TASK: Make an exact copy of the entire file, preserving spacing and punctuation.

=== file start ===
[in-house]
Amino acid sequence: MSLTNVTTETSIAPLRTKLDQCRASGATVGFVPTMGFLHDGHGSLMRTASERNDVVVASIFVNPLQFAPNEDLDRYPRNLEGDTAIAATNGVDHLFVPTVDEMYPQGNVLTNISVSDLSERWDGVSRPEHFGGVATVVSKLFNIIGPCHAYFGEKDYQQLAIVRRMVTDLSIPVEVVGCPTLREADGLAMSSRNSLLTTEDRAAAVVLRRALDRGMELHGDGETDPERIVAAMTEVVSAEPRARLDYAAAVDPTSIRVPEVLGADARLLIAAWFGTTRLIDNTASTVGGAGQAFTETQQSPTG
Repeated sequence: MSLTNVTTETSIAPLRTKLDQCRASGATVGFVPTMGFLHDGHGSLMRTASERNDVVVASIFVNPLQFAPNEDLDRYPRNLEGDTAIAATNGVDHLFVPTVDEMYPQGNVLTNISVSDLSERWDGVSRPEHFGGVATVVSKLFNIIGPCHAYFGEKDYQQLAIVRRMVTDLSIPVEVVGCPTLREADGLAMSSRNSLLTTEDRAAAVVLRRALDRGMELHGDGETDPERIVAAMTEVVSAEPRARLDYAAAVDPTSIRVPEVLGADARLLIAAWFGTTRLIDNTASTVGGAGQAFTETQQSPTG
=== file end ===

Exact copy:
[in-house]
Amino acid sequence: MSLTNVTTETSIAPLRTKLDQCRASGATVGFVPTMGFLHDGHGSLMRTASERNDVVVASIFVNPLQFAPNEDLDRYPRNLEGDTAIAATNGVDHLFVPTVDEMYPQGNVLTNISVSDLSERWDGVSRPEHFGGVATVVSKLFNIIGPCHAYFGEKDYQQLAIVRRMVTDLSIPVEVVGCPTLREADGLAMSSRNSLLTTEDRAAAVVLRRALDRGMELHGDGETDPERIVAAMTEVVSAEPRARLDYAAAVDPTSIRVPEVLGADARLLIAAWFGTTRLIDNTASTVGGAGQAFTETQQSPTG
Repeated sequence: MSLTNVTTETSIAPLRTKLDQCRASGATVGFVPTMGFLHDGHGSLMRTASERNDVVVASIFVNPLQFAPNEDLDRYPRNLEGDTAIAATNGVDHLFVPTVDEMYPQGNVLTNISVSDLSERWDGVSRPEHFGGVATVVSKLFNIIGPCHAYFGEKDYQQLAIVRRMVTDLSIPVEVVGCPTLREADGLAMSSRNSLLTTEDRAAAVVLRRALDRGMELHGDGETDPERIVAAMTEVVSAEPRARLDYAAAVDPTSIRVPEVLGADARLLIAAWFGTTRLIDNTASTVGGAGQAFTETQQSPTG